SAN JOSE Even before opening night, it was easy to predict that the Sharks would have a decision to make with their goaltending in late December.
How difficult that decision would be depended solely on Thomas Greiss.
Antti Niemi was the undisputed starter and Greiss would be his backup, while Antero Niittymaki recovered from hip surgery that was to sideline him for the first three months. If Greiss faltered while Niittymaki recovered, he would probably be subjected to waivers and the American Hockey League while the club welcomed back the veteran Niittymaki.
That didnt happen. Greiss established himself as a reliable NHL backup to Niemi, never surrendering his position even when Niittymaki was declared healthy, and it was Niittymaki who was put on the trading block before being exiled to Worcester just after the All-Star break.
After practice on Friday at Sharks Ice, Greiss was asked if Niittymakis return to health was in the back of his mind while the early season progressed.
You try not to worry about it. Theres so much that can always happen, like injuries or whatever, he said.
And his response to Niittymaki being placed on waivers?
It wasnt really that big a reaction. I didnt even really worry about it. I come here every day and work, Greiss said.
Greiss could be playing down the perception that hes now firmly a part of the teams plans for the rest of this season and probably next, but he could very well be telling the truth, too. That laid back personality and friendly nature has endeared himself to his teammates, according to coach Todd McLellan.
Thats part of the reason that Greiss numbers (7-4-1, 1.98 goals-against average, .925 save percentage) are so impressive after all, a goaltenders statistics can often be a reflection of how well the team is performing in front of him.
The head coach used a football analogy (hey, it is Super Bowl week) to describe it.
Its maybe like the quarterback position, how important that offensive line is. They either play with the quarterback or they play for the quarterback. I think thats how it is with goaltending, too. You either play with the goaltender or you play for the goaltender.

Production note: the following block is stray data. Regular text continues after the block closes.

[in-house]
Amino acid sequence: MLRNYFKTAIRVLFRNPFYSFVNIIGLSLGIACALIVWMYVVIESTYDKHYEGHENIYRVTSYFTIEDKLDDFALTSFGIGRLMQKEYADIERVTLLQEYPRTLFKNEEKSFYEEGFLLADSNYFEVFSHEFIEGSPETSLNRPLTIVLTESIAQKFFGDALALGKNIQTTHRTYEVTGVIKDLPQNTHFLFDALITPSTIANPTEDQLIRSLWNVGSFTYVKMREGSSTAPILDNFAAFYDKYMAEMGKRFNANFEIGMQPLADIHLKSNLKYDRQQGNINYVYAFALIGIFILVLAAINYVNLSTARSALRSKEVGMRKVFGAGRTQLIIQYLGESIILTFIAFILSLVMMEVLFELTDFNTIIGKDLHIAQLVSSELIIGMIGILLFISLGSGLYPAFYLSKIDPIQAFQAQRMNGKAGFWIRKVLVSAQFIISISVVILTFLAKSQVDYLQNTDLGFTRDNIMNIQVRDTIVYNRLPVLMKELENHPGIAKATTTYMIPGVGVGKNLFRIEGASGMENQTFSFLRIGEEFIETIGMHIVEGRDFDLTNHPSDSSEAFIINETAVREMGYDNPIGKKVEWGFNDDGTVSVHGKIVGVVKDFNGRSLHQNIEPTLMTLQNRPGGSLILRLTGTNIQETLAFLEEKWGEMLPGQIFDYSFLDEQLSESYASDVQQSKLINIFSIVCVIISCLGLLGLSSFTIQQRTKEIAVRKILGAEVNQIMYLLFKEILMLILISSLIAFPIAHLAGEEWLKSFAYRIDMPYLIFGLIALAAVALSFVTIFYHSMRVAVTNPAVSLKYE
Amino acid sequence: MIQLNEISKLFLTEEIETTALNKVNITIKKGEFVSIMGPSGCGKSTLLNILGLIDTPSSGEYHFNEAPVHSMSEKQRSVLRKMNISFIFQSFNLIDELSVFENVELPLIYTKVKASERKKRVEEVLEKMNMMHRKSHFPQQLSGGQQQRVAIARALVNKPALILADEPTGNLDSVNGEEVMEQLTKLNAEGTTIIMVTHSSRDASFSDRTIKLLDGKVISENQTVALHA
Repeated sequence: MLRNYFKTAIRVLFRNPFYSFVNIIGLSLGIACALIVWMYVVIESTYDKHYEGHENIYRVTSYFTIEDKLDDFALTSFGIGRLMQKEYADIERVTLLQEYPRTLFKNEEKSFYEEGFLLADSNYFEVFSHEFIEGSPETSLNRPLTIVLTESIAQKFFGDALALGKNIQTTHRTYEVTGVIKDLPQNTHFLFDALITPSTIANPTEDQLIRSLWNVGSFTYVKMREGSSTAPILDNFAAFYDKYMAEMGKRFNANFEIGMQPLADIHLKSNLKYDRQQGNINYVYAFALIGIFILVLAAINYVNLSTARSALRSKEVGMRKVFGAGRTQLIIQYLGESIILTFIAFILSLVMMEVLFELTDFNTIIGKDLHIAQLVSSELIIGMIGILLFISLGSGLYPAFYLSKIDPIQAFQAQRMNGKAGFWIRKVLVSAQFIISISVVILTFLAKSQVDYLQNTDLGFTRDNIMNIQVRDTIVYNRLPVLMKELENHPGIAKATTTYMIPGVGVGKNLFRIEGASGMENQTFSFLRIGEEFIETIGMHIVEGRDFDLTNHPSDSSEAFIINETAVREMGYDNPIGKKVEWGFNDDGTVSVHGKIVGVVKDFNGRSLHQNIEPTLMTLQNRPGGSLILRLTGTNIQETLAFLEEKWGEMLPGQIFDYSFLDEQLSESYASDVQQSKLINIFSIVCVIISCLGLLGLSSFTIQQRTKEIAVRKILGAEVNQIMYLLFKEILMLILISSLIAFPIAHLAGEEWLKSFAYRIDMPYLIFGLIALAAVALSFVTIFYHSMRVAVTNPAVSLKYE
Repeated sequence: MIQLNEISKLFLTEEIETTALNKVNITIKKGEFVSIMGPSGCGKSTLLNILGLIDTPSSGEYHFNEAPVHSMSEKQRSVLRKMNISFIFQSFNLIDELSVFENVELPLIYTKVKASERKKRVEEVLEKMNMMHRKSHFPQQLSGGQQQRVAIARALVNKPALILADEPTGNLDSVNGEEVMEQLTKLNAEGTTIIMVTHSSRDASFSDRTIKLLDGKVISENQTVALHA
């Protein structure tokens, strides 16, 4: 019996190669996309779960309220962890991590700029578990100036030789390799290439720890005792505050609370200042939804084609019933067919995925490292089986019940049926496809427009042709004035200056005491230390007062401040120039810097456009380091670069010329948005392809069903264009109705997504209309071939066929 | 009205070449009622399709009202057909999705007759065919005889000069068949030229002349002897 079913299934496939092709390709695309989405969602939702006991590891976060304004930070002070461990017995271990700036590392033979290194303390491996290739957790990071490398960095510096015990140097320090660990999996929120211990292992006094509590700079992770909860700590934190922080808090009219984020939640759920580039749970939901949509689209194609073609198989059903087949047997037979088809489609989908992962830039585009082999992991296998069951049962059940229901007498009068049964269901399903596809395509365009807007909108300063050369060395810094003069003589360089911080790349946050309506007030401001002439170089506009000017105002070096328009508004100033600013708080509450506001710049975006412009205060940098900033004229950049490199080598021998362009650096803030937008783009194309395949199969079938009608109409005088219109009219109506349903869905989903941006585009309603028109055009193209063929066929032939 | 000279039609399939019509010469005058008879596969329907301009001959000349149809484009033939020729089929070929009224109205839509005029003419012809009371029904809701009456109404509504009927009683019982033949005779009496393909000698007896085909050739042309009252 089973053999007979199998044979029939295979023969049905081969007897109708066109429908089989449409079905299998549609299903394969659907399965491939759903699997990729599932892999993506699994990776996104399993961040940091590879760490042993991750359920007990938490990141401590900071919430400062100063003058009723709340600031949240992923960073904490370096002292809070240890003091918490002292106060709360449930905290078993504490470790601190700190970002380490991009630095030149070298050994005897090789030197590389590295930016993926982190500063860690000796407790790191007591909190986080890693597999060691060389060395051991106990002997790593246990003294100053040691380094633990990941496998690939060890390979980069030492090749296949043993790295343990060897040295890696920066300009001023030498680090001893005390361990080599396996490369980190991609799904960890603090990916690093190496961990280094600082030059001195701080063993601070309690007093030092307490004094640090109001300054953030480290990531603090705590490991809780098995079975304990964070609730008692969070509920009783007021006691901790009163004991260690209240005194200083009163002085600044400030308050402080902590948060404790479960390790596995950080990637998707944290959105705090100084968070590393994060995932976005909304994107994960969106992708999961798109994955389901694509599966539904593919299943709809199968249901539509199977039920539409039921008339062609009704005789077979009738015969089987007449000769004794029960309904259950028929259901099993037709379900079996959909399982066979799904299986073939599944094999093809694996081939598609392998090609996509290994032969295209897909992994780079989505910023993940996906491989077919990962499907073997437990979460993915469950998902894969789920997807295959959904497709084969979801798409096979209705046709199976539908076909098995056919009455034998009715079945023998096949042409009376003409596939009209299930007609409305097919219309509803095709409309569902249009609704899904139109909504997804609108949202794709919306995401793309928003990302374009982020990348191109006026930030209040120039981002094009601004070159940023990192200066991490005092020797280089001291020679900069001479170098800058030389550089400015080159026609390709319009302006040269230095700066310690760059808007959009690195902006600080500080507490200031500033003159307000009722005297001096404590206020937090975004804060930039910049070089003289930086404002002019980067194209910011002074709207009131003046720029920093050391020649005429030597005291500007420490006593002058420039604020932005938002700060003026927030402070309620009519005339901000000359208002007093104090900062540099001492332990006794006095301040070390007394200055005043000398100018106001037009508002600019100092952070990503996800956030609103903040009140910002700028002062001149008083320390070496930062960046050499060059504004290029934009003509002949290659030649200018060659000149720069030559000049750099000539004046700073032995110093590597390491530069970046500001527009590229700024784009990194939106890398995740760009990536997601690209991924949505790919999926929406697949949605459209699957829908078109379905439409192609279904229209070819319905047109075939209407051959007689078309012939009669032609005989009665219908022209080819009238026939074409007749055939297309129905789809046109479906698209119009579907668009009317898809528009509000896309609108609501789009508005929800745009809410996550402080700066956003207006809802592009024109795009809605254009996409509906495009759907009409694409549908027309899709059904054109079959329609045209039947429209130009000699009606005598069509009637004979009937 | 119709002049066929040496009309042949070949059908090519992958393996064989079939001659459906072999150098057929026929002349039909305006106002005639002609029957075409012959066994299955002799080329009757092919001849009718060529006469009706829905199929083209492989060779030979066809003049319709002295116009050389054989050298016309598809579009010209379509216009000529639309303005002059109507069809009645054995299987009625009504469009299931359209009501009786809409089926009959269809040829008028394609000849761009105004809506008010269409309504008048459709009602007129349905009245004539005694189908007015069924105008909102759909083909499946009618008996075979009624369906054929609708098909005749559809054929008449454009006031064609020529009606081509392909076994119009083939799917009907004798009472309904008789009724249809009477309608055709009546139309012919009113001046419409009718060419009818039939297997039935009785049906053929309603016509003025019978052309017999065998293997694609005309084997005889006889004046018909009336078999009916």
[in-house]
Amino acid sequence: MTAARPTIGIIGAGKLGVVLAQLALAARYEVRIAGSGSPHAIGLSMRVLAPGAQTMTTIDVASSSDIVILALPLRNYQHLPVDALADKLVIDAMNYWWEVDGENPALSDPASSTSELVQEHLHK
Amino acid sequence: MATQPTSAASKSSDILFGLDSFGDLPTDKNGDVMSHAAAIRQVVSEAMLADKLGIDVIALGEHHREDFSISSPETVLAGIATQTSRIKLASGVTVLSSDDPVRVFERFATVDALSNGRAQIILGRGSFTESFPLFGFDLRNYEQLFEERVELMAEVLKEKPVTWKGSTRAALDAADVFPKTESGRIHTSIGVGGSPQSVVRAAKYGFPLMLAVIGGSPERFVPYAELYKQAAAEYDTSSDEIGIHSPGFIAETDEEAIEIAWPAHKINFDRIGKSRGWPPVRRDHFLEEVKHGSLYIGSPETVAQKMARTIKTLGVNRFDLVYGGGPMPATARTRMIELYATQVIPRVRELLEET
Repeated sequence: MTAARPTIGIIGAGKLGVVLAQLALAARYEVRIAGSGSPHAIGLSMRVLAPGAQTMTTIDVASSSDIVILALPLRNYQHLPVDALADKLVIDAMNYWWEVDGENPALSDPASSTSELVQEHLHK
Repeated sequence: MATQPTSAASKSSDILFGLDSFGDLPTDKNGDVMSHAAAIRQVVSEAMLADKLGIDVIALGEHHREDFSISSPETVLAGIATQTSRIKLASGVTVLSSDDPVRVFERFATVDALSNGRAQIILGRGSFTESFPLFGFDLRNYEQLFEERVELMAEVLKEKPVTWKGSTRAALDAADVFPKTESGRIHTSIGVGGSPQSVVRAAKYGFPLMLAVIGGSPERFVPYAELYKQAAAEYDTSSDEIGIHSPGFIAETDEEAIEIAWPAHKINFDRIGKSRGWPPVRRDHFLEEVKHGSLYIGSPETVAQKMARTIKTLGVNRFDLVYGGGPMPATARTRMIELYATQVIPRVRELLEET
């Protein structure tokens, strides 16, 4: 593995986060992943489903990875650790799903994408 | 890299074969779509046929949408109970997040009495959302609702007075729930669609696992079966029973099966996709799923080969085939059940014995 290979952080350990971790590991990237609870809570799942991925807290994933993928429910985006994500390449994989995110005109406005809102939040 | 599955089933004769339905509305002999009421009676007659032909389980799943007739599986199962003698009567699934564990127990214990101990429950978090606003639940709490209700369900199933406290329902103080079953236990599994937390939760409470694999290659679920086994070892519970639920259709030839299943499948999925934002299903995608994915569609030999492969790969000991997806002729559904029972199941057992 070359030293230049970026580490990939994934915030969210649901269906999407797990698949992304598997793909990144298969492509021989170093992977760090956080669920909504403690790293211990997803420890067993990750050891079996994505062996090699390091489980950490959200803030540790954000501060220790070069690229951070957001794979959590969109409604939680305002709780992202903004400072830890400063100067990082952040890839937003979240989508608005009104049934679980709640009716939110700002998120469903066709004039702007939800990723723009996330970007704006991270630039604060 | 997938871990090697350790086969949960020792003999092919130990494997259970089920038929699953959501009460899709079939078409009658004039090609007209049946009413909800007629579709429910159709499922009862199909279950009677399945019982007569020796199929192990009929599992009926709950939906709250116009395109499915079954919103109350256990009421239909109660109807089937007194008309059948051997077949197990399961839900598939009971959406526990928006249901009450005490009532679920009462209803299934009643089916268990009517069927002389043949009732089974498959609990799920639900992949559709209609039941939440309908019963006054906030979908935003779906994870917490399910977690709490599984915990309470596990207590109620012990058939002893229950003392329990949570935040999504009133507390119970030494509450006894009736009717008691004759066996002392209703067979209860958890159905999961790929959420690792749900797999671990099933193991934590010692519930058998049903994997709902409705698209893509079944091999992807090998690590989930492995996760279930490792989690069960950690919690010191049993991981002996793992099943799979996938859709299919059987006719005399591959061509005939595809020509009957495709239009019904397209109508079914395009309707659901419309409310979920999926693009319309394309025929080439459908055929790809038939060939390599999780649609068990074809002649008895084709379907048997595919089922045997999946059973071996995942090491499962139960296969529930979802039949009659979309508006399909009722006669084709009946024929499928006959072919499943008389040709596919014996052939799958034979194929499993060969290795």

Greisser has it set up on this team where guys play for him. I really believe that. Hes well liked, he works his butt off all the time, and when hes thrown in there they want to play well for him.
Its been quite the journey for the German native, drafted in the third round of the 2004 draft and who turned 26 on Jan. 29. He played four seasons in North America for San Jose and Worcester, before being transferred to the Swedish Elite League for 2010-11. He didnt like it there, and came back to the Sharks organization over the summer despite the club having two able-bodied, veteran netminders on its roster for the upcoming season.
Doug Wilson and his staff made it clear they wanted him back, though, and Greiss listened.
I think Thomas seized the opportunity when he chose to come back and sign here. He believed in what Doug and the management staff had told him when they sat down and said listen, you have an opportunity here and we want you back. Thats not an easy thing for him to do after he had been reassigned to Europe, McLellan said.
I think he was confident and he believed in what he was doing and we believed in him, and he came in and did it. It wasnt necessarily the three months of playing and that helped but I think the day he signed he was bound and determined that it was going to be his.
At the same time, the Sharks had to be a little wary to give Greiss the keys to the ship in such an important season, especially when Niemi had surgery in September, forcing Greiss to start the first three games of the regular season. Greiss had just 19 games of NHL experience under his belt at that point, with mixed results.
If there were any doubts then, though, Niittymakis assignment to Worcester is proof enough that Greiss now has the organizations complete confidence.
In fact, you could even make a case that he could challenge for the number one goaltender on a few NHL teams that are struggling in net if not right away, but in the near future. That, combined with his low salary cap hit through next season, could make him an attractive target for NHL teams as the trade deadline approaches.
Hed obviously love to be a number one at some point.
Clearly thats what I want to be, eventually. Well see what happens, he said.
For now, though, hell continue to bide his time and do his duty for a Stanley Cup contender.
McLellan said: Hes still a young NHL goaltender, not necessarily in years but in his experience here. That will take some time to grow, but he works on his game every day and gets good coaching from our goaltending staff.
Theres a chance for him to continue to grow.